Brian Kabateck and Douglas Rochen wrote a column that ran in the Daily Journal on Aug. 6, 2014 about how despite the fact that recent laws have expanded the definition of who is considered a common carrier, ridesharing and private limousine companies still erroneously claim they are private transportation subject to only ordinary duty of care. Under California law, common carriers are subject to a “higher duty of care to safely deliver passengers to their destination, and may be liable for failing to act affirmatively to prevent harm,” Kabateck and Rochen write. “In contrast, under ordinary care, a person is not liable unless he or she is actively careless.”
A common carrier is a person or entity hired to transport passengers from one place to another for a set price. Private transportation, on the other hand, operates “only for the benefit of a particular class and not for the benefit of the public generally.”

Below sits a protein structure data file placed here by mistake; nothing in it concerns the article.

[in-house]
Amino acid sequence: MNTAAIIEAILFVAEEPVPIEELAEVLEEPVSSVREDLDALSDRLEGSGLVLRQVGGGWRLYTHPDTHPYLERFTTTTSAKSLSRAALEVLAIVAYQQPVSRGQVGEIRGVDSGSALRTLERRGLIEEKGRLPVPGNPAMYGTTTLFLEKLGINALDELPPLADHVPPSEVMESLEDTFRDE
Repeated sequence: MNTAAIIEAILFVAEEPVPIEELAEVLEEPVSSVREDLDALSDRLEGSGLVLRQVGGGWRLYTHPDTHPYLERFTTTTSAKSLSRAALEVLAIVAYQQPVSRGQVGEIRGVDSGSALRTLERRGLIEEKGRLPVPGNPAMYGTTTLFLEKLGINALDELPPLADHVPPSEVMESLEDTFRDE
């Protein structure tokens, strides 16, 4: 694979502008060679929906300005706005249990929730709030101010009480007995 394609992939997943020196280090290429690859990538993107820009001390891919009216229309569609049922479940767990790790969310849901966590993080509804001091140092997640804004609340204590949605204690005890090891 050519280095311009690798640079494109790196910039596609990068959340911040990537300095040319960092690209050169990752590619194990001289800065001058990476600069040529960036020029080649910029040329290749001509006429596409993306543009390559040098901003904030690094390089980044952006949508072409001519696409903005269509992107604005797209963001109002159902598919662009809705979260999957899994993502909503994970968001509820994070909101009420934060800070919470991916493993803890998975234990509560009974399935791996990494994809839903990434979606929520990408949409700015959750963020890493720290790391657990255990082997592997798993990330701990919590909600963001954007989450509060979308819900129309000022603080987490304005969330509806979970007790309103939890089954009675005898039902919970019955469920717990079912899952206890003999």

The problem is exacerbated by the fact that presumed private transportation has grown over the years with ridesharing companies like Uber and Lyft becoming increasingly popular, Kabateck and Rochen note. But just because a service costs more and is deemed more exclusive, doesn’t mean it should bear any less responsibility for making sure passengers are safe.
“Not every accident is avoidable. However, common carriers by the nature of their business, their service to the public, and the money they receive as professional operators, are expected to do everything in their power to prevent an accident. Limousine carriers should be no exception,” Kabateck and Rochen wrote. “The heightened standard of care is imposed because they undertake, through a special relationship, to transport “precious cargo” to safety. Given the recent evolution of laws in the U.S., it will not be a surprise to see companies such as Uber, Lyft and other limousine companies, being held to stricter standards.”